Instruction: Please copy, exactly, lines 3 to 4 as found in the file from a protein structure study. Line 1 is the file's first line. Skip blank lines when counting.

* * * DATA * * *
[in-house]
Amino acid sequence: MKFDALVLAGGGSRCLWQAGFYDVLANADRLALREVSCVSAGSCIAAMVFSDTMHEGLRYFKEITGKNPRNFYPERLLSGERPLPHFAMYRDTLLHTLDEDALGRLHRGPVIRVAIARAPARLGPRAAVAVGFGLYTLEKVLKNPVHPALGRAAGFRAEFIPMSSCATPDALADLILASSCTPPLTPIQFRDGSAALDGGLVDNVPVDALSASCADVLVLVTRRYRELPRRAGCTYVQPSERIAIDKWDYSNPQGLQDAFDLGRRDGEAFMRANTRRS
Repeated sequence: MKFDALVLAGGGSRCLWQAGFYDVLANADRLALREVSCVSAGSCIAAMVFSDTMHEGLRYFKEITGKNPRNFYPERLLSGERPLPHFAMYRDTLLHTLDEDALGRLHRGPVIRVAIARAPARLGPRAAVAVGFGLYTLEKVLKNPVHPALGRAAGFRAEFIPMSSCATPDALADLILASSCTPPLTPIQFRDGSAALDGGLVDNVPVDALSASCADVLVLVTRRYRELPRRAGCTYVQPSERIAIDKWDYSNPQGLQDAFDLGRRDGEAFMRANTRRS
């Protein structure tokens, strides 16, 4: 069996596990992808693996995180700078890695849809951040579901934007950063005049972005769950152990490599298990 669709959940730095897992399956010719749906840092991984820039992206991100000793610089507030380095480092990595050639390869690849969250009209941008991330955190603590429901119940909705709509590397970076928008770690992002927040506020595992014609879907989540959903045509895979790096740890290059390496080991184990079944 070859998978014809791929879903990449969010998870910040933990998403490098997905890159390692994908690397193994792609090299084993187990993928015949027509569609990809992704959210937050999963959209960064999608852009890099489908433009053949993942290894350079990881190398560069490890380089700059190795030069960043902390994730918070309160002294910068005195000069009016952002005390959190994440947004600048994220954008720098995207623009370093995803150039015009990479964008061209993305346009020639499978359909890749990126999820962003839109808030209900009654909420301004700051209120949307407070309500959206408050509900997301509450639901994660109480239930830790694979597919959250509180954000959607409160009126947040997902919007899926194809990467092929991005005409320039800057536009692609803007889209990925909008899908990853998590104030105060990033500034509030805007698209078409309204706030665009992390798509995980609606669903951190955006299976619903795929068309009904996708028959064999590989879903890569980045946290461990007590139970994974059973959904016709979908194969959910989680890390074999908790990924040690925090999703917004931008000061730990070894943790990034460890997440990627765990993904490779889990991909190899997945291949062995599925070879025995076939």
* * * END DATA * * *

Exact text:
Repeated sequence: MKFDALVLAGGGSRCLWQAGFYDVLANADRLALREVSCVSAGSCIAAMVFSDTMHEGLRYFKEITGKNPRNFYPERLLSGERPLPHFAMYRDTLLHTLDEDALGRLHRGPVIRVAIARAPARLGPRAAVAVGFGLYTLEKVLKNPVHPALGRAAGFRAEFIPMSSCATPDALADLILASSCTPPLTPIQFRDGSAALDGGLVDNVPVDALSASCADVLVLVTRRYRELPRRAGCTYVQPSERIAIDKWDYSNPQGLQDAFDLGRRDGEAFMRANTRRS
């Protein structure tokens, strides 16, 4: 069996596990992808693996995180700078890695849809951040579901934007950063005049972005769950152990490599298990 669709959940730095897992399956010719749906840092991984820039992206991100000793610089507030380095480092990595050639390869690849969250009209941008991330955190603590429901119940909705709509590397970076928008770690992002927040506020595992014609879907989540959903045509895979790096740890290059390496080991184990079944 070859998978014809791929879903990449969010998870910040933990998403490098997905890159390692994908690397193994792609090299084993187990993928015949027509569609990809992704959210937050999963959209960064999608852009890099489908433009053949993942290894350079990881190398560069490890380089700059190795030069960043902390994730918070309160002294910068005195000069009016952002005390959190994440947004600048994220954008720098995207623009370093995803150039015009990479964008061209993305346009020639499978359909890749990126999820962003839109808030209900009654909420301004700051209120949307407070309500959206408050509900997301509450639901994660109480239930830790694979597919959250509180954000959607409160009126947040997902919007899926194809990467092929991005005409320039800057536009692609803007889209990925909008899908990853998590104030105060990033500034509030805007698209078409309204706030665009992390798509995980609606669903951190955006299976619903795929068309009904996708028959064999590989879903890569980045946290461990007590139970994974059973959904016709979908194969959910989680890390074999908790990924040690925090999703917004931008000061730990070894943790990034460890997440990627765990993904490779889990991909190899997945291949062995599925070879025995076939």